OVER-SPECIALIZATION

Interesting: Military Split On How to Use Special Forces In Terror War

[T]the U.S. military may have missed chances to capture two of its most-wanted fugitives — Mohammad Omar, the Taliban leader, and Ayman Zawahiri, deputy to Osama bin Laden — during the past two years because of restrictions on Green Berets in favor of two other components of the Special Operations Command, the Delta Force and SEAL Team Six.

They said several credible sightings by CIA and military informants of Omar entering a mosque this spring in Kandahar, Afghanistan, were relayed to U.S. forces at nearby Firebase Gecko, where a Green Beret team was ready to deploy. But rather than send in the Green Berets, who were just minutes from the mosque, commanders followed strict military doctrine and called on the Delta Force, the team of commandos whose primary mission is to kill and capture targets such as Hussein.

In the several hours it took the Delta unit, based hundreds of miles away near Kabul, to review the information and prepare for the raid, Omar vanished, said the sources, all of whom advise Rumsfeld’s senior aides.

Other informants reported spotting Zawahiri in a medical clinic in Gardez, Afghanistan, in the spring of 2002. Green Berets five minutes away were ordered to stand down so SEAL Team Six, another of the hunter-killer teams, could storm the clinic and capture or kill Zawahiri, according to the sources. But too much time elapsed during preparations, and Zawahiri escaped. The Special Operations Command declined to comment on the reports.

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Supporters say units such as Delta are the only ones trained specifically to carry out the apprehension or assassination of high-value targets.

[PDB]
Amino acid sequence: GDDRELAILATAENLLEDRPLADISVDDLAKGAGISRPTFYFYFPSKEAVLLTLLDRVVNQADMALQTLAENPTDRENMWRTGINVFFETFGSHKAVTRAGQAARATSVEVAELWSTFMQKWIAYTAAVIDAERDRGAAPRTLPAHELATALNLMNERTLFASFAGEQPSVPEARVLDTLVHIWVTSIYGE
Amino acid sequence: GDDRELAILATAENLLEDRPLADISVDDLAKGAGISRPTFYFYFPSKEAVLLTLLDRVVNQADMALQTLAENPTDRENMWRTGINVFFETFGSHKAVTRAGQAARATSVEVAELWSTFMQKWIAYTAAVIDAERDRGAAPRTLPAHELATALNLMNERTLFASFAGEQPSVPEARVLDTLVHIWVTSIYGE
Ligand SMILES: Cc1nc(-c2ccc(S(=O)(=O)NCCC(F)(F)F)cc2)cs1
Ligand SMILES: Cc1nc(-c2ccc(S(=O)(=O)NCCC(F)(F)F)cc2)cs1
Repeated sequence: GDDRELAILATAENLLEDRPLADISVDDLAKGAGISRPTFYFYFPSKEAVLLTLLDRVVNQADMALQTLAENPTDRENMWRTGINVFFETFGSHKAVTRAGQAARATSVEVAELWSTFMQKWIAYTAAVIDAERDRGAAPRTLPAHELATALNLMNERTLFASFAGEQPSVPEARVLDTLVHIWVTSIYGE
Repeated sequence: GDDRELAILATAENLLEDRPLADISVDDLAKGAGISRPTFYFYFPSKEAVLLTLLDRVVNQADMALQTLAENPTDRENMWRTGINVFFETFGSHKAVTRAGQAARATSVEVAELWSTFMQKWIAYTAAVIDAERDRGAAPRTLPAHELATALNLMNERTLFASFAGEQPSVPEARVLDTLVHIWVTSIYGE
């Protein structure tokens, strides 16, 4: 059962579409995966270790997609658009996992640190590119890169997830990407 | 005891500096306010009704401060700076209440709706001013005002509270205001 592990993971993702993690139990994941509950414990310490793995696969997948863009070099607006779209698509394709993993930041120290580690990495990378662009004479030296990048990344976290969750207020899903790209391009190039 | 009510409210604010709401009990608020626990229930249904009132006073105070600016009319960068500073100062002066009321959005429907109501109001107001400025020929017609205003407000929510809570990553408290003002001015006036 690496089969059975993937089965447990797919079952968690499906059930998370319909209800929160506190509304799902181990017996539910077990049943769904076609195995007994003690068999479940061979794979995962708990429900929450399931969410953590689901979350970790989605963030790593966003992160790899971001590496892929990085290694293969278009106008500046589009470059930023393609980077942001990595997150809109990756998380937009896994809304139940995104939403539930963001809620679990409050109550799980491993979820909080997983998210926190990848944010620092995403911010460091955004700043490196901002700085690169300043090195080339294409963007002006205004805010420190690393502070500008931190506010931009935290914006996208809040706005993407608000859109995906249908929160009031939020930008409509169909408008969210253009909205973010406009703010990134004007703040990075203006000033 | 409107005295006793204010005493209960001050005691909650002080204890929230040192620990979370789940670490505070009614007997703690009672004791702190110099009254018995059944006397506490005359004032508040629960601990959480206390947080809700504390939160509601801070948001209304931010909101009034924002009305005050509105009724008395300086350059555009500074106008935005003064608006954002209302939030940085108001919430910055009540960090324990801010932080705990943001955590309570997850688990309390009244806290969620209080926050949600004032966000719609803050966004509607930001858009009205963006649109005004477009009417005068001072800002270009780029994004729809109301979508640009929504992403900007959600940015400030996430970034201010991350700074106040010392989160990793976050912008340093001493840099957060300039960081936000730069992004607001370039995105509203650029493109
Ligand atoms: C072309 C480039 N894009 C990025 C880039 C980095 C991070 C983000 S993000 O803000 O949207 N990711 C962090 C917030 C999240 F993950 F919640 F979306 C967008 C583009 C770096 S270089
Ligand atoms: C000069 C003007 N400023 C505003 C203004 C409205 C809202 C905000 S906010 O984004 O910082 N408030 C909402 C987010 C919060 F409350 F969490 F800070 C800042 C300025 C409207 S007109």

“By doctrine and training, targets like that belong to the Special Mission Units,” said Richard H. Shultz Jr., a scholar at the Fletcher School of Law and Diplomacy at Tufts University and a Pentagon consultant. “That’s what they are for.”

The Pentagon’s official position is that there is no conflict between the two approaches. Marshall Billingslea, formerly the principal deputy assistant secretary of defense for special operations and low-intensity conflict, said both approaches are being followed and both are vital to achieving success against terrorist organizations. “The hearts and minds element is essential,” Billingslea said.

I don’t know enough about the subtleties of this type of operation to evaluate the policy, but it does strike me as rather odd.

FILED UNDER: Military Affairs
James Joyner
About James Joyner
James Joyner is Professor and Department Head of Security Studies at Marine Corps University's Command and Staff College and a nonresident senior fellow at the Scowcroft Center for Strategy and Security at the Atlantic Council. He's a former Army officer and Desert Storm vet. Views expressed here are his own. Follow James on Twitter @DrJJoyner.